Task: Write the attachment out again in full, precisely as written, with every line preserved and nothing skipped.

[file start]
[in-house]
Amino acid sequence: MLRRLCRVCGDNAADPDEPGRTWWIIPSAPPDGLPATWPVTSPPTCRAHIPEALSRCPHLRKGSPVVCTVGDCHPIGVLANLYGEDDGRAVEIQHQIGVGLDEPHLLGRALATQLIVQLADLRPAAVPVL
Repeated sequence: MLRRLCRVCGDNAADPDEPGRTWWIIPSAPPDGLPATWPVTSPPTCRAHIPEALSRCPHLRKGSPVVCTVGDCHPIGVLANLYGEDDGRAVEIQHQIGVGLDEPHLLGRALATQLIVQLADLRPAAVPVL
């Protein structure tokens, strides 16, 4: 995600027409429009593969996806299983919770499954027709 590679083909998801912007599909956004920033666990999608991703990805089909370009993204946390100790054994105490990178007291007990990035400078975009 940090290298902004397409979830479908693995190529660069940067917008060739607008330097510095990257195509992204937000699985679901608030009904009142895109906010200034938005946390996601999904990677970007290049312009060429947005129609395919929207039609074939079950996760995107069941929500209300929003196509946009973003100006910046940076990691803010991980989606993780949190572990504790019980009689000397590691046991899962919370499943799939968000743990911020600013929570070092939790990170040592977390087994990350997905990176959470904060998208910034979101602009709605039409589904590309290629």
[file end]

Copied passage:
[in-house]
Amino acid sequence: MLRRLCRVCGDNAADPDEPGRTWWIIPSAPPDGLPATWPVTSPPTCRAHIPEALSRCPHLRKGSPVVCTVGDCHPIGVLANLYGEDDGRAVEIQHQIGVGLDEPHLLGRALATQLIVQLADLRPAAVPVL
Repeated sequence: MLRRLCRVCGDNAADPDEPGRTWWIIPSAPPDGLPATWPVTSPPTCRAHIPEALSRCPHLRKGSPVVCTVGDCHPIGVLANLYGEDDGRAVEIQHQIGVGLDEPHLLGRALATQLIVQLADLRPAAVPVL
């Protein structure tokens, strides 16, 4: 995600027409429009593969996806299983919770499954027709 590679083909998801912007599909956004920033666990999608991703990805089909370009993204946390100790054994105490990178007291007990990035400078975009 940090290298902004397409979830479908693995190529660069940067917008060739607008330097510095990257195509992204937000699985679901608030009904009142895109906010200034938005946390996601999904990677970007290049312009060429947005129609395919929207039609074939079950996760995107069941929500209300929003196509946009973003100006910046940076990691803010991980989606993780949190572990504790019980009689000397590691046991899962919370499943799939968000743990911020600013929570070092939790990170040592977390087994990350997905990176959470904060998208910034979101602009709605039409589904590309290629």